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. (February 2019)
Charles John (Karl Johan) Andersson
Discovery by Europeans
Explorers Charles John Andersson and Francis Galton were the first Europeans to record the existence of the Etosha pan on 29 May 1851. The explorers were traveling with Ovambo copper ore traders when they arrived at Omutjamatunda (now known as Namutoni). The Etosha pan was discovered when they traveled north upon leaving Namutoni.
Origins of name
The name Etosha (spelled Etotha in early literature) comes from Oshindonga word meaning Great White Place referring to the Etosha pan. The Hai//om called the pan Khubus which means "totally bare, white place with lots of dust". The pan is also known as Chums which refers to the noise made by a person's feet when walking on the clay of the pan.
Areas north of the Etosha pan were inhabited by Ovambo people, while various Otjiherero-speaking groups lived immediately outside the current park boundaries. The areas inside the park close to the Etosha pan had Khoisan-speaking Hai//om people.
When the Etosha pan was first discovered, the Hai//om people recognized the Ovambo chief at Ondonga but the Hereros did not. The Hai||om were forcibly removed from the park in the 1954, ending their hunter-gatherer lifestyle to become landless farm laborers. The Hai||om have had a recognized Traditional Authority since 2004 which helps facilitate communications between the community and the government. The government of Namibia acknowledges the park to be the home of Hai||om people and has plans to resettle displaced families on farms adjacent to the national park. Since 2007 the Government has acquired six farms directly south of the Gobaub depression in Etosha National Park. A number of families have settled on these farms under the leadership of Chief David Khamuxab, Paramount Chief of the Hai||om.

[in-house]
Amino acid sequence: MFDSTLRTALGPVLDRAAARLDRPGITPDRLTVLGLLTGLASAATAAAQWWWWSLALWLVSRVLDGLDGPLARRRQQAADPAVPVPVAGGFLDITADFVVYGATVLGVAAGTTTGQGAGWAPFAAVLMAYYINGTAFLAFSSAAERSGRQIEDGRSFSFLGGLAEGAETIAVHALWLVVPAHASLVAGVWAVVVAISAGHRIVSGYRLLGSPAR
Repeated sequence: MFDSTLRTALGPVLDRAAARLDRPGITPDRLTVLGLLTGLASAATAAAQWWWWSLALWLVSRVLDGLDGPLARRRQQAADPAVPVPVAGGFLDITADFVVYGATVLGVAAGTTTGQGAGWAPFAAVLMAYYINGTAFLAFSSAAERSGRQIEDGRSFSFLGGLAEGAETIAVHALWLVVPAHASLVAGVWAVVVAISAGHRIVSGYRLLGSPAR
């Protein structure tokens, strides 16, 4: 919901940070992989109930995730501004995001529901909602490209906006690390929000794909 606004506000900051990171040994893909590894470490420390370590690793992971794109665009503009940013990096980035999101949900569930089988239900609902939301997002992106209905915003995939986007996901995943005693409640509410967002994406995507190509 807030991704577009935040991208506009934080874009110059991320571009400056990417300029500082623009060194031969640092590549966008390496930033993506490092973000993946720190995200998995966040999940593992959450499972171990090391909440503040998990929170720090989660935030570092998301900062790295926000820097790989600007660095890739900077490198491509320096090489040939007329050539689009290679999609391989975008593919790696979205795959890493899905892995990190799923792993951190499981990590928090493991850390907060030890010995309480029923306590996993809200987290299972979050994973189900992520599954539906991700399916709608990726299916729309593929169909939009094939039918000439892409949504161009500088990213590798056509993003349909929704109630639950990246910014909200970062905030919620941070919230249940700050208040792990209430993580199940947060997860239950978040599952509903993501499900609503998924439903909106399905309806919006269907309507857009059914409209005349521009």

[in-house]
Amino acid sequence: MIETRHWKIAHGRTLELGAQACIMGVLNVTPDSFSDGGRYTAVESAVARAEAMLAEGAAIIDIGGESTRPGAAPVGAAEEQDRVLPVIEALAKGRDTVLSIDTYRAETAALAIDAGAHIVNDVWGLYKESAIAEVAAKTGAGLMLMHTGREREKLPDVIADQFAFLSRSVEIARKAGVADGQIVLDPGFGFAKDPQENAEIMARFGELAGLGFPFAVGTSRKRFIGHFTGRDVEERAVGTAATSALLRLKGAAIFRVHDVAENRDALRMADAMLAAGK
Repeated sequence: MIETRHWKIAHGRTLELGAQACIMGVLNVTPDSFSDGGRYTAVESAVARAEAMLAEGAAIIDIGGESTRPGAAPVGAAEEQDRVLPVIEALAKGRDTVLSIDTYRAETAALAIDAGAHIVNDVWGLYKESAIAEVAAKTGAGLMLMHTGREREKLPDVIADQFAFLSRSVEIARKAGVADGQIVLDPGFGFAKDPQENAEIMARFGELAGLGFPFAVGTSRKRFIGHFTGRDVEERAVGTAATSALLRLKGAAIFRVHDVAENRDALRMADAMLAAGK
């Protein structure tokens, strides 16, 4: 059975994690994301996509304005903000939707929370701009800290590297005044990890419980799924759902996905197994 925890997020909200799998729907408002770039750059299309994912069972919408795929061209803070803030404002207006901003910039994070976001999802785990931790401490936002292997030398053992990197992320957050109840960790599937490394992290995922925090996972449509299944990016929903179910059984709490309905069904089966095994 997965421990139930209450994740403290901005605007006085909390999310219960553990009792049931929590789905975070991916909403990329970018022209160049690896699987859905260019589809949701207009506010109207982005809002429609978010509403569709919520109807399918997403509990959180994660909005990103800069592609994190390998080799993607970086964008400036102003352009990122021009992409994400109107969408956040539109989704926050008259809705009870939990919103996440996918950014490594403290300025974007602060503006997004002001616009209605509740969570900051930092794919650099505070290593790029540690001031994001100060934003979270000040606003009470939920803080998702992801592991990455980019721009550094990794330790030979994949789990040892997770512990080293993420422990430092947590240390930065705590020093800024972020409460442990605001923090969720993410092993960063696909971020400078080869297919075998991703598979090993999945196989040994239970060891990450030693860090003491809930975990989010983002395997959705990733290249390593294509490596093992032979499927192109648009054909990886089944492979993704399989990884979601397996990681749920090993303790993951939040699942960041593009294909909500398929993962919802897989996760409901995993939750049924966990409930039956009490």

In 1885, entrepreneur William Worthington Jordan bought a huge tract of land from Ovambo chief Kambonde. The land spanned nearly 170 kilometres (110 mi) from Okaukuejo in the west to
Fischer's Pan in the east. The price for the land was £300 sterling, paid for by 25 firearms, one salted horse and a cask of brandy. Dorstland Trekkers first traveled through the park between 1876 and 1879 on their way to Angola. The trekkers returned in 1885 and settled on 2,500-hectare (6,200-acre) farms given to them at no charge by Jordan. The trekkers named the area Upingtonia after the Prime Minister of the Cape Colony. The settlement had to be abandoned in 1886 after clashes with the Hai||om and defeat by Chief Nehale Mpingana.
German South-West Africa
The German Reich ordered troops to occupy the Okaukuejo, Namutoni and Sesfontein in 1886 in order to kill migrating wildlife to stop spread of rinderpest to cattle. A fort was built by the German cavalry in 1889 at the site of the Namutoni spring. On 28 January 1904, 500 men under Nehale Mpingana attacked Imperial Germany's Schutztruppe at Fort Namutoni and completely destroyed it, driving out the colonial forces and taking over their horses and cattle. The fort was rebuilt and troops stationed once again when the area was declared a game reserve in 1907; Lieutenant Adolf Fischer of Fort Namutoni then became its first "game warden".
Changing park boundaries 1907-1970
The present-day Etosha National Park has had many major and minor boundary changes since its inception in 1907. The major boundary changes since 1907 were because of Ordinance 18 of 1958 and Ordinance 21 of 1970.
When the Etosha area was proclaimed as Game Reserve 2 by Ordinance 88 of 1907, the park stretched from the mouths of the Kunene river and
Hoarusib river on the Skeleton Coast to Namutoni in the east. The original area was estimated to be 99,526 square kilometres (38,427 sq mi), an estimate that has been corrected to about 80,000 square kilometres (31,000 sq mi). Ordinance 18 of 1958 changed the western park boundaries to exclude the area between the Cunene river and the Hoarusib river and instead include the area between Hoanib river and
Uchab river, thus reducing the park's area to 55,000 square kilometres (21,000 sq mi). The Odendaal Commission's (1963) decision resulted in the demarcation of the present-day park boundary in 1970.
Etosha Ecological Institute
The Etosha Ecological Institute (EEI) was formally opened on 1 April 1974 by
Adolf Brinkmann of the South-West African Administration. The institute is responsible for all management-related research in the park. Classification of vegetation, population and ecological studies on wildebeest, elephants and lions, and studies on anthrax were among the first major topics to be investigated. The EEI has collaborations with researchers from universities in Namibia, the United States, the United Kingdom, Germany, South Africa, Australia, Norway and Israel.